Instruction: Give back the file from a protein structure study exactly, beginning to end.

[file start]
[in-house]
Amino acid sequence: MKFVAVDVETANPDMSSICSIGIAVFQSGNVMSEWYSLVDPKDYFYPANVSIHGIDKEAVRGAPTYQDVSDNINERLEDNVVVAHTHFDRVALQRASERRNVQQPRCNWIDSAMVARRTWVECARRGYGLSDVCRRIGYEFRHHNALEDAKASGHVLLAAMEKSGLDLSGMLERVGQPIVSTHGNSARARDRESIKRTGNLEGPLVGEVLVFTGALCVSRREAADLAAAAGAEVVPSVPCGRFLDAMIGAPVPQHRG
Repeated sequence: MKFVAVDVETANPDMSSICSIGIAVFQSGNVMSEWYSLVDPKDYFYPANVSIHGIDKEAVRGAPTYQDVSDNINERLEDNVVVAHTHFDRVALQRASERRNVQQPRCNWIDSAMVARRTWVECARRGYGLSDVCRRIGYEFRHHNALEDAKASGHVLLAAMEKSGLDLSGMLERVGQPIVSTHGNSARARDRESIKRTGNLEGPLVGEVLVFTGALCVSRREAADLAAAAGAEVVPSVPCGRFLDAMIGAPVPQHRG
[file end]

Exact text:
[in-house]
Amino acid sequence: MKFVAVDVETANPDMSSICSIGIAVFQSGNVMSEWYSLVDPKDYFYPANVSIHGIDKEAVRGAPTYQDVSDNINERLEDNVVVAHTHFDRVALQRASERRNVQQPRCNWIDSAMVARRTWVECARRGYGLSDVCRRIGYEFRHHNALEDAKASGHVLLAAMEKSGLDLSGMLERVGQPIVSTHGNSARARDRESIKRTGNLEGPLVGEVLVFTGALCVSRREAADLAAAAGAEVVPSVPCGRFLDAMIGAPVPQHRG
Repeated sequence: MKFVAVDVETANPDMSSICSIGIAVFQSGNVMSEWYSLVDPKDYFYPANVSIHGIDKEAVRGAPTYQDVSDNINERLEDNVVVAHTHFDRVALQRASERRNVQQPRCNWIDSAMVARRTWVECARRGYGLSDVCRRIGYEFRHHNALEDAKASGHVLLAAMEKSGLDLSGMLERVGQPIVSTHGNSARARDRESIKRTGNLEGPLVGEVLVFTGALCVSRREAADLAAAAGAEVVPSVPCGRFLDAMIGAPVPQHRG